If only life were like a romantic comedy or advertising. Valentine's Day is certainly a happy occasion for many, but not others. If you are unhappy on this day, there are reasons why. Agree or disagree?
Here are 15 reasons why not all are completely happy during Valentine's Day:
- Being reminded that you're not in a relationship: Here's a common source for the single. Most other days, you know being single is much better than being in a bad relationship. But on this day, society collectively decides to be politically incorrect towards single people.
- Being reminded that you are in a relationship: This is more difficult on Valentine's Day; seeing other couples around you that seem happier than you.
- Being reminded that you are trying to be in a relationship: Valentine's Day can be the moment of clarity when that person is out with someone else during Valentine's Day. Things aren't looking too good. The Friend Zone is like the Phantom Zone.
- Being reminded that your significant other is not around: Not all couples can be together during Valentine's Day. Maybe your significant other is long-distance, traveling, or a Capulet and you are a Montague.
- Being reminded that your kids may be in relationships: Yes, your kids may be finally old enough to date. Worrying about this can cause anxiety about who they are with or why they grew up so quickly.
- Being reminded of past relationships: Valentine's Day can be like syndication for your past romantic regrets, making you replay your mistakes over and over again. On the flip side, Valentine's Day can prompt your favorite stalkers to reappear and step up their games, calling, texting, or messaging you or sending lovely gifts.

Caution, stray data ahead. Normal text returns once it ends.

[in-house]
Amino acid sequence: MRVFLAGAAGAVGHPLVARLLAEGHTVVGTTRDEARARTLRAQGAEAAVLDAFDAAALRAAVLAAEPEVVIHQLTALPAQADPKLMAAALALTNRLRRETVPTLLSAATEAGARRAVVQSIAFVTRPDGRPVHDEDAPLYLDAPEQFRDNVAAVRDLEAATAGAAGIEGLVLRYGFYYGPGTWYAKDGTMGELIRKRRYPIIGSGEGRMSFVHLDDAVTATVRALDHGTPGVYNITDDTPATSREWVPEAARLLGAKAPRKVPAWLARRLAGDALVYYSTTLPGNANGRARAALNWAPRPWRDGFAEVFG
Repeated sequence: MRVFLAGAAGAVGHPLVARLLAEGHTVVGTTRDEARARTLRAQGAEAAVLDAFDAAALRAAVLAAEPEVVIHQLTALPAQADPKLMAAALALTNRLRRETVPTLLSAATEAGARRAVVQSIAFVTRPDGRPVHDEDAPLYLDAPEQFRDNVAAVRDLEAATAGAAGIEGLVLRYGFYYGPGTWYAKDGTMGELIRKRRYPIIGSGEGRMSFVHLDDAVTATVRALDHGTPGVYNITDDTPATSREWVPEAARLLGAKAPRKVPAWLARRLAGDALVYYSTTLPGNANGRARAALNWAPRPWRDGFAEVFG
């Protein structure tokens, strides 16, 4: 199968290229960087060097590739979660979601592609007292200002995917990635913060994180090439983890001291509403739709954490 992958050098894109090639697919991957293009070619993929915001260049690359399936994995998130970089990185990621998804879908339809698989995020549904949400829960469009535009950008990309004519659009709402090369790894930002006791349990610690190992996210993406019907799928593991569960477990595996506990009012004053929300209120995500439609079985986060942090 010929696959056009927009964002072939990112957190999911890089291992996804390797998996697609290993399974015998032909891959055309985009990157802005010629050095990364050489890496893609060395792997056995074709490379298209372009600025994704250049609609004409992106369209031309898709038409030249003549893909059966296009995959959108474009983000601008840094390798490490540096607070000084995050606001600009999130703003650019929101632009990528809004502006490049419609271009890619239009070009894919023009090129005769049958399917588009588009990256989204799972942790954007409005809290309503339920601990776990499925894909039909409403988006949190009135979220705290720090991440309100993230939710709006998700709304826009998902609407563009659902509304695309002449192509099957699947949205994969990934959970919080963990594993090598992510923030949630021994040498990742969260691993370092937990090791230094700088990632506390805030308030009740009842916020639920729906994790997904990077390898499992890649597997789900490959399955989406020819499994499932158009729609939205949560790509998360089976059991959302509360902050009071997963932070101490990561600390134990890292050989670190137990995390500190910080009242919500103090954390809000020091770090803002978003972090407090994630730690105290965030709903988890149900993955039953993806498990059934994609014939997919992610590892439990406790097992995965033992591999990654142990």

- Stressing your relationship: Where is this relationship going? Do you love me? Why do we argue so much? When are you going to get a better job? And the big one: When are we going to get married?
- Taking your relationship to another level: Depending on where you are, Valentine's Day may be a cue to take your relationship to another level, but you and your partner may not be on the same page or even the same book, which could be stressful.
- Failing to meet expectations: Some expectations for Valentine's Day can be so high that you just can't reach them. Spending weeks thinking that your significant other is going to whisk you away to a skiing getaway to Colorado could put things on the down slope.
- Forcing roles: Roles as in duties and expectations and not baked goods. Some may chafe under the standard roles of Valentine's Day and feel that the holiday is old-fashioned.
- Being reminded that you have no money or are spending money: Valentine's Day can be expensive for all the reasons below. Yes, money can't buy you love, but apparently it can rent it.
- Trying to secure a reservation in any restaurant that doesn't serve Happy Meals and Big Macs: Popular restaurants are booked weeks in advance, leaving the non-planners with the choice of the 3 pm or midnight dinner slots.
- Getting flowers that are not weeds: So dandelions don't count as flowers? If Valentine's Day is a boon for restaurants, it means absolutely everything for florists. Therefore, buying flowers can involve more planning than a military operation; especially if you want an on-time delivery.
- Buying a gift that is not just a thought: Unless you really know your significant other and have a mutual understanding, trying to buy the right gift can be stressful.
- Dealing with the drama and the aftermath: People do all kinds of things when they are emotional. Arguments, fights, abuse, and failed proposals. There are more breakups immediately before, during, or right after Valentine's Day.
In the end, Valentine's Day is just a day, so keep things in perspective. Remember, it is much better to be single than in a bad relationship, and you shouldn't base your worth on a relationship. And don't put too much pressure on yourself for Valentine's Day. The measure of your relationship should be what you do the other 364 days of the year. And HERE'S MORE!